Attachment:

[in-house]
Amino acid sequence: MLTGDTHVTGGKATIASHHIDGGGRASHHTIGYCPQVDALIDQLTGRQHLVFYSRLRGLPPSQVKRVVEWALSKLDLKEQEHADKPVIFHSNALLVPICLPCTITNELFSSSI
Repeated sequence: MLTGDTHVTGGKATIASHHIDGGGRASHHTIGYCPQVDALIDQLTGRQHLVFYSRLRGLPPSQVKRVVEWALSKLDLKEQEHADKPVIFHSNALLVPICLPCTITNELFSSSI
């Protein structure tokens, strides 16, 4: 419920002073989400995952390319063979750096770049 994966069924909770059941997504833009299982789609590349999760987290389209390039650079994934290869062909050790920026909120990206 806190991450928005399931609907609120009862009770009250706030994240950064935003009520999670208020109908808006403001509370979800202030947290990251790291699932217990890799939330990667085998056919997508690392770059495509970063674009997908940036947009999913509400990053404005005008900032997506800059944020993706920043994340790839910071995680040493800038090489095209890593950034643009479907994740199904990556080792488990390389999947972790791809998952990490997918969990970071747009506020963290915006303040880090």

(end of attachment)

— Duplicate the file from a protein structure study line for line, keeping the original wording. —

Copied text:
[in-house]
Amino acid sequence: MLTGDTHVTGGKATIASHHIDGGGRASHHTIGYCPQVDALIDQLTGRQHLVFYSRLRGLPPSQVKRVVEWALSKLDLKEQEHADKPVIFHSNALLVPICLPCTITNELFSSSI
Repeated sequence: MLTGDTHVTGGKATIASHHIDGGGRASHHTIGYCPQVDALIDQLTGRQHLVFYSRLRGLPPSQVKRVVEWALSKLDLKEQEHADKPVIFHSNALLVPICLPCTITNELFSSSI
């Protein structure tokens, strides 16, 4: 419920002073989400995952390319063979750096770049 994966069924909770059941997504833009299982789609590349999760987290389209390039650079994934290869062909050790920026909120990206 806190991450928005399931609907609120009862009770009250706030994240950064935003009520999670208020109908808006403001509370979800202030947290990251790291699932217990890799939330990667085998056919997508690392770059495509970063674009997908940036947009999913509400990053404005005008900032997506800059944020993706920043994340790839910071995680040493800038090489095209890593950034643009479907994740199904990556080792488990390389999947972790791809998952990490997918969990970071747009506020963290915006303040880090």